AG Barr has been hit hard by the increased restrictions in place since early December, particularly in the hospitality and "drink now" categories.
However full year revenues are expected to come in at around £227m, lower than last year's £255.7m but marginally ahead of guidance provided in September. Operating margins are in line with last year, and as a result underlying profits are expected to be ahead of market expectations.
The group expects to finish the year with net cash of around £50m.
AG Barr shares rose 2.1% in early trading.
AG Barr's exposure to the 'on-the-go' and hospitality sectors has made lockdown hard. However, we think sales have actually held up rather well overall - helped by modest growth in IRN-BRU during the first half and a good start to the second half.
The really big hit at the half year came not from lower sales, but a big write down in the value of the group's water brand Strathmore - beloved of hotels and pubs nationwide. The brand's assets have been written down to zero and recovery will be slow, with Strathmore sales unlikely to return to pre-covid levels in the foreseeable future.
Fortunately impairments are a non-cash item, so don't cost the group cash here and now. Cash generation remained pretty strong in the first six months of the year as a result, and has stayed in positive territory in the second half too.
It's helped that the group has leant heavily on suppliers and customers to help it keep cash in the business. While delaying payments to suppliers and hassling customers for cash might not be sustainable in the long term - it does mean AG Barr's been able to substantially increase its cash on hand at a time of crisis.
A strengthened balance sheet position, together with brands that we think have long term futures mean AG Barr is relatively well placed. While the group will struggle along with the rest of the economy if the UK slides into a sustained recession, sales won't evaporate overnight and it's got the financial firepower to weather the storm.
There are some headwinds outside the group's control though.
AG Barr has faced problems with the introduction of the sugar tax. Prior to the pandemic there were signs that customers were coming round to the idea of higher prices, with higher margins from those inflated price tags offsetting industry-wide volume declines. That was a big step in the right direction - and we're encouraged that IRN-BRU sales continued to tick up last year.
Less positive is Pepsico's decision to buy Rockstar Energy Beverages last March. AG Barr was Rockstar's exclusive distributor in the UK, Ireland and some European territories, but Pepsi has decided to cancel AG Barr's contract early. The group will receive some compensation payments, but Rockstar made up 8% of sales last year and that's a big slug of revenue to replace.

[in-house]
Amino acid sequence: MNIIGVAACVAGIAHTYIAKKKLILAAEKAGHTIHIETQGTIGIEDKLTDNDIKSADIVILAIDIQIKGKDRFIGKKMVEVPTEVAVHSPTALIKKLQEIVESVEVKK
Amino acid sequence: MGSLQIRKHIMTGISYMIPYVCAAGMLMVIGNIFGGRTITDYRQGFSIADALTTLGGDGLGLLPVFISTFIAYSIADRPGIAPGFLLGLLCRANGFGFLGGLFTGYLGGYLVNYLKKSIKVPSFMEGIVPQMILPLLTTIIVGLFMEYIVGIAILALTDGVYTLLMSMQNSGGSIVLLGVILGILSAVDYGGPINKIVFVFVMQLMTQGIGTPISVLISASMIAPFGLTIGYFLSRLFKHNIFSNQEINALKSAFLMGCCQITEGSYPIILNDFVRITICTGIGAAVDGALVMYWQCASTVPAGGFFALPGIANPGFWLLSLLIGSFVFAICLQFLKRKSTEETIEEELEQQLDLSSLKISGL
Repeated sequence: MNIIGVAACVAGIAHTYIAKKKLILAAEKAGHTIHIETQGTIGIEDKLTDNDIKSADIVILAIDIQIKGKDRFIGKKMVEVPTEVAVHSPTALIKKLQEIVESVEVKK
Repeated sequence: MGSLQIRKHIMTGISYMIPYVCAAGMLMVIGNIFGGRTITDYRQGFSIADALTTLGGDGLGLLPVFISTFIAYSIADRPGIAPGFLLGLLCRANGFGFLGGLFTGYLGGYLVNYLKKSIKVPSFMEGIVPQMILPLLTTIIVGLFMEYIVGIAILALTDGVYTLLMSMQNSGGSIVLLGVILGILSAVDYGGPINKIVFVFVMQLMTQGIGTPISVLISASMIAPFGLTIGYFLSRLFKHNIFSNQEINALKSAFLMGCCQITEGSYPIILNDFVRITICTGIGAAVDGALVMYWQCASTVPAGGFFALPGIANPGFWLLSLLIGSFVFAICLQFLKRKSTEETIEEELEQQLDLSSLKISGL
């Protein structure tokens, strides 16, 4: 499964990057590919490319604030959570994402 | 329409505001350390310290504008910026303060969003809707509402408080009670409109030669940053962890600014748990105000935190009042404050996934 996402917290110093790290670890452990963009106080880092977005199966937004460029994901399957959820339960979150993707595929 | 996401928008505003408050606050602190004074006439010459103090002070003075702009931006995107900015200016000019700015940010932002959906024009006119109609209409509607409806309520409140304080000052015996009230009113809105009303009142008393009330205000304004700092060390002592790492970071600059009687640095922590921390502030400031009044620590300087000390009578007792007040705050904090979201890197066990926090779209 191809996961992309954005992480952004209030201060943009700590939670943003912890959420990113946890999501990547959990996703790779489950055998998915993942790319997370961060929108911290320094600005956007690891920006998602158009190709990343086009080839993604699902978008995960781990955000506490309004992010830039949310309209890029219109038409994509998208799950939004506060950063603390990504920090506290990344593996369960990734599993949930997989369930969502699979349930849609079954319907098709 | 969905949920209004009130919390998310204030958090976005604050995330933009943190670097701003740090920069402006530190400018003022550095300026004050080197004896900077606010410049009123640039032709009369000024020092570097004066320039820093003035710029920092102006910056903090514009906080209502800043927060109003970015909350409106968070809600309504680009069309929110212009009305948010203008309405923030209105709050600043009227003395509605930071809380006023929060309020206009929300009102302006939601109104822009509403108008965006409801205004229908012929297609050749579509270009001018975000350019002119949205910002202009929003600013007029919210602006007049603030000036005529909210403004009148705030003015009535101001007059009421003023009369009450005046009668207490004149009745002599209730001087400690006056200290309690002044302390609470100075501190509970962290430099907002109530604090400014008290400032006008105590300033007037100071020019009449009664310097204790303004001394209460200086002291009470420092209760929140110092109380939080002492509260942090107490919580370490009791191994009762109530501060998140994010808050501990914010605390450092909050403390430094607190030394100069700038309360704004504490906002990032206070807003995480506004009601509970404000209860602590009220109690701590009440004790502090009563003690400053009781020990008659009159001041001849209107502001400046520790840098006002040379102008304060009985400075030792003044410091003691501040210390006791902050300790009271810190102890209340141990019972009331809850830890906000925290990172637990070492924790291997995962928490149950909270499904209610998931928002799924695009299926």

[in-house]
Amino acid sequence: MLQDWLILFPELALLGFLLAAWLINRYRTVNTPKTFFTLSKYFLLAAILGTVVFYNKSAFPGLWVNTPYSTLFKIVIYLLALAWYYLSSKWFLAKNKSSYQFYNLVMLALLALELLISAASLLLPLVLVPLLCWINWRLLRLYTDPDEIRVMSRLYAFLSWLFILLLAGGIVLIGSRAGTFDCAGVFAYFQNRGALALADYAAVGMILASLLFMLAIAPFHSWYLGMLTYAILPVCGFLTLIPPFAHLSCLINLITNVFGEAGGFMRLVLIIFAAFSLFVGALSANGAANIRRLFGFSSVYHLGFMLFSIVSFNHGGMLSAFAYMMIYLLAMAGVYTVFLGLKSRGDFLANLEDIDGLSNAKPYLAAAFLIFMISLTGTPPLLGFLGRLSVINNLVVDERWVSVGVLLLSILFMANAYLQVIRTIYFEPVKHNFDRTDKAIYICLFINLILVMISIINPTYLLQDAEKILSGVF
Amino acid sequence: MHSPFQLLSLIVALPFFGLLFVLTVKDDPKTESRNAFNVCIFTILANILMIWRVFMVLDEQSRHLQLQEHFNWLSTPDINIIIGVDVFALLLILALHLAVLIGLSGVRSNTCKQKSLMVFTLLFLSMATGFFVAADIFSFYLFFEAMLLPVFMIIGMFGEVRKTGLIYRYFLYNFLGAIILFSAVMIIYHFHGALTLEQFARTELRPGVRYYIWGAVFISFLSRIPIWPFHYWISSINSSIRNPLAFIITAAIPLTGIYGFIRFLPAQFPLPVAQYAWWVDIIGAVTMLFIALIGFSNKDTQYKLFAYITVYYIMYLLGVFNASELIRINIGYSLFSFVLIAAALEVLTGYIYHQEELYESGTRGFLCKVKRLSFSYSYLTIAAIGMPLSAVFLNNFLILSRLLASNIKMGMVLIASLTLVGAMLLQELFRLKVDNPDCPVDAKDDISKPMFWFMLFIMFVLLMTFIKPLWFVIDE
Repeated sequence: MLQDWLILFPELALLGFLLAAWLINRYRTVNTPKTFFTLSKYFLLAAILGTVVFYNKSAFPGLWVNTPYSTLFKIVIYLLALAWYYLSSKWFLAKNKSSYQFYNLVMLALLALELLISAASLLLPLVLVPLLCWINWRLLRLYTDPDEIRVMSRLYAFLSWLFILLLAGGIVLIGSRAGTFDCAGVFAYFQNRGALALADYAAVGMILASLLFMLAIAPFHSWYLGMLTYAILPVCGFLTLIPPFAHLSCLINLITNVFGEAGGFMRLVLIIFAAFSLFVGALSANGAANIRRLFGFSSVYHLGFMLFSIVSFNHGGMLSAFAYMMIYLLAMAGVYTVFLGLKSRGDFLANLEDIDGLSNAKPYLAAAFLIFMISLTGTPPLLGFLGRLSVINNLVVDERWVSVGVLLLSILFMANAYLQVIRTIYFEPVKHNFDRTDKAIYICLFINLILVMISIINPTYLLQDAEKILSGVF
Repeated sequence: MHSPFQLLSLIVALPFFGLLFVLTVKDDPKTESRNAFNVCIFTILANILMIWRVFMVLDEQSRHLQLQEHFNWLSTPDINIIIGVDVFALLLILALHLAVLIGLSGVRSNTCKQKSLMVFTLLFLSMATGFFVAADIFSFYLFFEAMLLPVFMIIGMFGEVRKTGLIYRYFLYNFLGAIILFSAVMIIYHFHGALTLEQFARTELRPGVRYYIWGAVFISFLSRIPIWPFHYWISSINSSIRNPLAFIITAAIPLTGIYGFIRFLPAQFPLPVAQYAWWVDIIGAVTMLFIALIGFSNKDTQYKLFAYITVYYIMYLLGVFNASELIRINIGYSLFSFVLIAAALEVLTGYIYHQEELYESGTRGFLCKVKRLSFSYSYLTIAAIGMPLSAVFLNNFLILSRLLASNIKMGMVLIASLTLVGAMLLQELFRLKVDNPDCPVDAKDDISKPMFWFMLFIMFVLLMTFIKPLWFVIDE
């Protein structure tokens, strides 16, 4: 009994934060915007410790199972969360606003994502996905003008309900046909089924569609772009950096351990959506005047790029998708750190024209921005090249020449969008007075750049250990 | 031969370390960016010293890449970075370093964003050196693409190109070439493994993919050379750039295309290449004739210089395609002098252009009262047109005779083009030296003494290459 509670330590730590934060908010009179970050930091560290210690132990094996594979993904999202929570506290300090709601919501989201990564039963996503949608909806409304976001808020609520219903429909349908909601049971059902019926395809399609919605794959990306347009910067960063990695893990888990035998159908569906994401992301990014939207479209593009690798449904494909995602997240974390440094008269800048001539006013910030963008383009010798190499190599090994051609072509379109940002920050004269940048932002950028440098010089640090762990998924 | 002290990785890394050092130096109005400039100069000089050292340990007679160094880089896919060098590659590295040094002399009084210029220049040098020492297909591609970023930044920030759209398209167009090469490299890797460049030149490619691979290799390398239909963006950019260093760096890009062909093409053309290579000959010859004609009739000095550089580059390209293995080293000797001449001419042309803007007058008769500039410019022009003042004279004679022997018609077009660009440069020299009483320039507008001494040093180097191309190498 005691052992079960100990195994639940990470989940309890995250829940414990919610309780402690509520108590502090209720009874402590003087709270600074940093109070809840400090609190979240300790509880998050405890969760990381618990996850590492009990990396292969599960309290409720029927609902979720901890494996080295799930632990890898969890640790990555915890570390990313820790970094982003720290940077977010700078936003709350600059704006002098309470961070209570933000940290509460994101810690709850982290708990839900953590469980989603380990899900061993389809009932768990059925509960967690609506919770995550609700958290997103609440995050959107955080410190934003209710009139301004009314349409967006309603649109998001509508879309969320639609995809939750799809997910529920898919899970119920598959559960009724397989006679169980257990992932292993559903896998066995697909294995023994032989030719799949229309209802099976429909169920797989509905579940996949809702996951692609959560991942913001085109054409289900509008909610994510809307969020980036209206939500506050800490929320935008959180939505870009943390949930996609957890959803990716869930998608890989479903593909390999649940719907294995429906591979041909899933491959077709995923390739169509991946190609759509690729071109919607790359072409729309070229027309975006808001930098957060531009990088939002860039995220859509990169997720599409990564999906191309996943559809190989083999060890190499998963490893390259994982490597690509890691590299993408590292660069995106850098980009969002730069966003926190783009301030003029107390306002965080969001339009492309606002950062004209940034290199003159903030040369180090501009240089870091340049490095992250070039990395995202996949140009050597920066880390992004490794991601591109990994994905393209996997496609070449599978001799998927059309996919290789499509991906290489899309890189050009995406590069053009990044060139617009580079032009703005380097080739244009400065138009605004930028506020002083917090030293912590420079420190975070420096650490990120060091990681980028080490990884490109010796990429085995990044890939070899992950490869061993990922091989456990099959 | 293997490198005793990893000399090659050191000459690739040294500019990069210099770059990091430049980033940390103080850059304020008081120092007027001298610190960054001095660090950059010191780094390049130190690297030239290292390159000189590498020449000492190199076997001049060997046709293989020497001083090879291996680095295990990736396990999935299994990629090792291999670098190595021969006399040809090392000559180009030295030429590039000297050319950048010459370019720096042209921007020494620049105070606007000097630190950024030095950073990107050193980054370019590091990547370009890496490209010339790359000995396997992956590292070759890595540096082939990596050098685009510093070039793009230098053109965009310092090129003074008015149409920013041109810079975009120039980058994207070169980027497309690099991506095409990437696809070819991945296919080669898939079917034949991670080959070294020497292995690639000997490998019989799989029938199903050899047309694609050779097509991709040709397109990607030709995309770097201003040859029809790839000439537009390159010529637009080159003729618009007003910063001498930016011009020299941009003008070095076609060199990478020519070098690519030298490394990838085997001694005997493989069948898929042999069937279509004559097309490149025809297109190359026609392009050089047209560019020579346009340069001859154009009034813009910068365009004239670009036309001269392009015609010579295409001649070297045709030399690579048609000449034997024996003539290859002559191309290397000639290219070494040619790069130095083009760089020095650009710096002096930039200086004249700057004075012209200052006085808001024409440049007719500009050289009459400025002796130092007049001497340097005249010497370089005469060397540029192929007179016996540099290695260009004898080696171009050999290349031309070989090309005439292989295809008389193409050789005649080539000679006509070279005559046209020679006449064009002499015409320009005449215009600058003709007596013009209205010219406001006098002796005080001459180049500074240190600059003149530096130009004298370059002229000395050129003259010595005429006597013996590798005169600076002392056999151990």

With several smaller brands struggling the group is leaning ever more on IRN-BRU to deliver, and a one trick pony is a risky investment. While a sticky customer base and net cash position should make the group relatively defensive, we think that's reflected in a PE ratio that's broadly in line with the longer run average. With growth a challenge and the dividend still in limbo, we struggle to get excited about the near term.
AG Barr key facts
- Price/Earnings ratio: 20.6
- 10 year average Price/Earnings ratio: 19.7
- Prospective dividend yield (next 12 months): 3.0%
All ratios are sourced from Refinitiv. Please remember yields are variable and not a reliable indicator of future income. Keep in mind key figures shouldn't be looked at on their own - it's important to understand the big picture.
Half Year Results - 22/09/20
AG Barr reported revenues of £113.2m in the six months to the 25 July, a 7.6% fall. That was driven by the closure of bars and restaurants, with Funkin Cocktails particularly hard hit.
Profit before tax fell 62.2% to £5.1m. However, that was driven by restructuring costs and a £10m impairment to the Strathmore water brand, following the closure of the hospitality sector. Excluding these exceptional expenses operating costs were lower year-on-year, with profits up.
The dividend remains under review but is expected to return in 2021.
The group saw sales of its Carbonates rise 2.6% in the half to £93.6m, with IRN-BRU sales up 1% and the Barr brand up 13%. The Rockstar contract has been terminated, with AG Barr stopping manufacturing in January 2021.
However, that was offset by weakness in still Drinks & Water where sales fell 39.6% to £13.1m. That reflects the weakness in Strathmore water sales - especially into the hospitality sector - while Rubicon sales are also struggling, down 9% year-on-year.
Funkin sales fell 32.3% to £6.5m. That reflects weakness in sales to bars, partially offset by strong sales in the retail and online channels where sales rose over 170%. The strong direct to consumer performance was driven by the nitro infused ready to drink cocktails.
Exceptional costs incurred during the half include, £1.5m relating to restructuring activity, which started in 2019 and extended into 2020 following the coronavirus outbreak. Additional costs primarily related to redundancy costs, including at Strathmore. Excluding this cost and the impairment of Strathmore assets, pre-tax profits would have risen 19.4% to £16.6m.
Free cash rose 542% to £21.2m, reflecting the fact that exceptional costs are predominantly non-cash charges. There was also a significant improvement in working capital (as the group delayed payments to suppliers and improved collections from customers). As a result net cash on the balance sheet rose from £10.9m at the start of the year to £30.4m.
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